This color photograph shows President Ronald Reagan and First Lady Nancy Reagan at a picnic on the South Lawn of the White House on July 4. Also in the picture are Earle Jorgensen, Caroline Deaver, and Mike Deaver.

President Ronald Reagan and First Lady Nancy Reagan at a Fourth of July picnic on the South Lawn of the White House in 1981. Also in the picture are Earle Jorgensen, Caroline Deaver and Mike Deaver.

White House Historical Association

Multiple White House events are routinely held on the Fourth including staff barbecues earlier in the day sometimes, Fling said. A president may use the occasion to speak, have a written proclamation read or give a ceremonial wave to the masses with the first lady. In 1981, Nancy and Ronald Reagan literally joined the party on the South Lawn, stretching out with guests. “That is so quintessentially Fourth of July in the way they are dressed, looking extremely patriotic. But they still seem like they are part of the celebration, not too formal. They look like they are just having fun,” Fling said. “With the red, white and blue [boater] hats and picnic baskets, that photo perfectly encapsulates Fourth of July at the White House. It is the ‘People’s House’ and the president and the first lady celebrating with the people.”

In 1994, Bill Clinton and his wife Hillary kept things casual catching the fireworks from the White House roof, while seated in foldable card chairs, as their then-teenage daughter Chelsea sat on the ground nearby. The former first lady and future secretary of state maintained her signature look, wearing a medium-blue pantsuit with low-heeled dress shoes. Her successor as first lady Laura Bush also stayed true to party lines on Independence Day in 2001, wearing an all-red ensemble.

To escape the political pressure of downtown D.C. and the summer heat, Abraham Lincoln and his wife Mary Todd only ventured a few miles to Riggs Cottage at the Soldiers’ Home, where their sons could roam and the first lady could quell her anxieties. Media coverage of first ladies’ activities was scant at that time, according to Fling, who noted that President Lincoln attended a picnic for African American schools and churches on Independence Day in 1864. He allowed the groups to hold events on the White House’s South Grounds, where a recitation of the Declaration of Independence was read.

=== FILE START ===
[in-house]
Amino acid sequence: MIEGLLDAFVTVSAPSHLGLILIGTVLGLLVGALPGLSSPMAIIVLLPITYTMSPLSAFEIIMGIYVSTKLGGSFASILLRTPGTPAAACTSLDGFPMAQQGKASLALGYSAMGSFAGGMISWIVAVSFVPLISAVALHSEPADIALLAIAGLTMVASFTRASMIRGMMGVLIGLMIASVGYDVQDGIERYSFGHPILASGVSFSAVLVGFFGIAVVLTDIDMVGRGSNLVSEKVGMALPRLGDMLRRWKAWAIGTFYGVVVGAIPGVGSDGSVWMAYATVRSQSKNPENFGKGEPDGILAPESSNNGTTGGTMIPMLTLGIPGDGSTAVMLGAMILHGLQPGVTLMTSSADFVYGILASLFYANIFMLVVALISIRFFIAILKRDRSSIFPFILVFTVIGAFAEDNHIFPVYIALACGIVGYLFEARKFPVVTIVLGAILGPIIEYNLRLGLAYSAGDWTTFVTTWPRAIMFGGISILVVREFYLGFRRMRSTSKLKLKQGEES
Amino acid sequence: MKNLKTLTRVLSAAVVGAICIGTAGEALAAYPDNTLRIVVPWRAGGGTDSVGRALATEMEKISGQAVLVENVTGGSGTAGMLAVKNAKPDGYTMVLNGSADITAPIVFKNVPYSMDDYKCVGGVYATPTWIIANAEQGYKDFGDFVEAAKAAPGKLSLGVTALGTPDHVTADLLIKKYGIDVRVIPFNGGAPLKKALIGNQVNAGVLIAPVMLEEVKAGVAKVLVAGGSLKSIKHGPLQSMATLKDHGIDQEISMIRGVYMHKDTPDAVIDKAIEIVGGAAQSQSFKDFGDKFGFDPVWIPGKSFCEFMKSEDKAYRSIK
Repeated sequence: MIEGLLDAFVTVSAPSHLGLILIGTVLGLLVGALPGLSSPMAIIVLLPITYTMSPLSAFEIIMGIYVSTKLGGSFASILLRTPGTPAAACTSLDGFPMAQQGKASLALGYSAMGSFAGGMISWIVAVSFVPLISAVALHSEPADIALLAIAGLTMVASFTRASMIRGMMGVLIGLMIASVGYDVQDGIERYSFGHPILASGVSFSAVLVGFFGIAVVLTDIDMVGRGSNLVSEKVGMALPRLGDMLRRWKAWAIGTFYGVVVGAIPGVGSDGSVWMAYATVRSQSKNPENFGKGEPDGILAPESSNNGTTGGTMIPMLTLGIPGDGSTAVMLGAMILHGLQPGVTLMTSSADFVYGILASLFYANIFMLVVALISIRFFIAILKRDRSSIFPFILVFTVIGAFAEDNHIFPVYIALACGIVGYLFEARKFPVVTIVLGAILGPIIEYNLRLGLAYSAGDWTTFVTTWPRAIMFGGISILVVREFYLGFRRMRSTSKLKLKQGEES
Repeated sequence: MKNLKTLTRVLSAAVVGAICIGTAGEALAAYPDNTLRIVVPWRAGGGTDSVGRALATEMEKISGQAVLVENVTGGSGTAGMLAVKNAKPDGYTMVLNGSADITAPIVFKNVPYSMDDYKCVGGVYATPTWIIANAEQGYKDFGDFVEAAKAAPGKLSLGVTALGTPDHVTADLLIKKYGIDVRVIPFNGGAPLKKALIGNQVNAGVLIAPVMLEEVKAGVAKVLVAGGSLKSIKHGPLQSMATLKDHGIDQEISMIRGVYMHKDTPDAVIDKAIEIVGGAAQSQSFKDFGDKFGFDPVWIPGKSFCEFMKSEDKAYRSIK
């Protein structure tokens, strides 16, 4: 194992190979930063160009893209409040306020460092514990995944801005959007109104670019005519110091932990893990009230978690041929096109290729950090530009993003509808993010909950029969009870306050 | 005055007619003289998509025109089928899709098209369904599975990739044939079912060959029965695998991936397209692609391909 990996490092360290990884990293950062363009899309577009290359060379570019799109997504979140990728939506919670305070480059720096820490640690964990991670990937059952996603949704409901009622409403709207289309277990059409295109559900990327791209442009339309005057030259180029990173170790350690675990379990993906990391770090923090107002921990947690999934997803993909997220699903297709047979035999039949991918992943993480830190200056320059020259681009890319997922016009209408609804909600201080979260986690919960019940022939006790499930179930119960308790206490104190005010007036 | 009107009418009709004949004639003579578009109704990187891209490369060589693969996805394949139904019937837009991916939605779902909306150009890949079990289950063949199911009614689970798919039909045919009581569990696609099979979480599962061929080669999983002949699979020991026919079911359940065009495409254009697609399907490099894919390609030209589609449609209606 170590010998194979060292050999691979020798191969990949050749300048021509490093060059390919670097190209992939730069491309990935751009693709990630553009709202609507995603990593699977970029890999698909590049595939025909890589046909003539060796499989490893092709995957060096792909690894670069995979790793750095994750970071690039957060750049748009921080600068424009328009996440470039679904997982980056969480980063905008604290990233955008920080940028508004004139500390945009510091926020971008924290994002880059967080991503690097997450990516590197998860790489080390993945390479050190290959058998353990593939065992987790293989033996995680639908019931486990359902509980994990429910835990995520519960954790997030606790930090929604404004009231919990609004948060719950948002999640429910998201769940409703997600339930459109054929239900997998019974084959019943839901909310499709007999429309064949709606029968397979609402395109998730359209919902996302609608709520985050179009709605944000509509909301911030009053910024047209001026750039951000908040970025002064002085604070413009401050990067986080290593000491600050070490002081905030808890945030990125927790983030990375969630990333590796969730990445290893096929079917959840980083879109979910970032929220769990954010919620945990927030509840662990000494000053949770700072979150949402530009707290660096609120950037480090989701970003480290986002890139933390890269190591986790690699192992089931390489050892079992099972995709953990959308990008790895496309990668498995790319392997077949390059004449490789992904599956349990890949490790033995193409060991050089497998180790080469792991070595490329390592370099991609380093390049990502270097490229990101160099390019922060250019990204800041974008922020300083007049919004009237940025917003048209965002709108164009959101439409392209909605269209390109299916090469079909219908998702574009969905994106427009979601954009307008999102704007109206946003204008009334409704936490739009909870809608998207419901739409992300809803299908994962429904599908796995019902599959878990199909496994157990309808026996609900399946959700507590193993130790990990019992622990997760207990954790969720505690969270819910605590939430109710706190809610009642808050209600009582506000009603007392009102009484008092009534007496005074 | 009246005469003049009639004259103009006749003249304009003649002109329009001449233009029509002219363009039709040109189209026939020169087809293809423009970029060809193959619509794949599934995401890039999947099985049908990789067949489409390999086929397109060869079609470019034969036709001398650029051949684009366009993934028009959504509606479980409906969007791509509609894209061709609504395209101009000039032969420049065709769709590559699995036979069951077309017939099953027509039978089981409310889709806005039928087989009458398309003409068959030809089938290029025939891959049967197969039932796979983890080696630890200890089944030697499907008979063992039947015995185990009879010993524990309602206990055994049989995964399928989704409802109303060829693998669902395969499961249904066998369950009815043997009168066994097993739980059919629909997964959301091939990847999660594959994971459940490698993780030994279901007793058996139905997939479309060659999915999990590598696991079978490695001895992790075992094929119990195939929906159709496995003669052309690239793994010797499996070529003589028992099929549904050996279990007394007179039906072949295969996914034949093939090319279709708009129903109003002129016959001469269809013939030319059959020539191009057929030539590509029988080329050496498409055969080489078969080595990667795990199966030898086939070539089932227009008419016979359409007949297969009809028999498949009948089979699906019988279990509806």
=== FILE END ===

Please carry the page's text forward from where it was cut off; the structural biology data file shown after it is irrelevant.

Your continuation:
Acknowledging the renewed interest in Mary Todd Lincoln’s life, as evidenced by the comedic stage play “Oh, Mary!” Fling said, “Part of that can be attributed to a better understanding of mental health in the U.S. in that she dealt with a lot of grief as first lady both before and after her husband’s assassination. She lived a very difficult life and was said to have suffered from depression. Later in life she was put into a mental facility by her family, and people wrote her off as being frivolous, over-emotional or difficult. Those are things that we would moreso attribute to depression and the traumas she experienced from losing her husband and several of her children in a short period of time.”

This photograph by Tina Hager shows White House staff and guests enjoying a Fourth of July celebration on the South Lawn, July 4, 2002.

White House staff and guests enjoying a Fourth of July celebration on the South Lawn, July 4, 2002. Photograph by Tina Hager

White House Historical Association

First ladies have been known of course to celebrate the Fourth wherever they might be. During an early July trip to South Dakota in 1927, Calvin Coolidge, the only president to have been born on July 4, had an impromptu hoopla thanks to his wife Grace. “Newspapers reported that she bought sparklers and firecrackers. She surprised him with a huge delegation from the public, and had bands come celebrate to surprise him on his birthday,“ Fling said.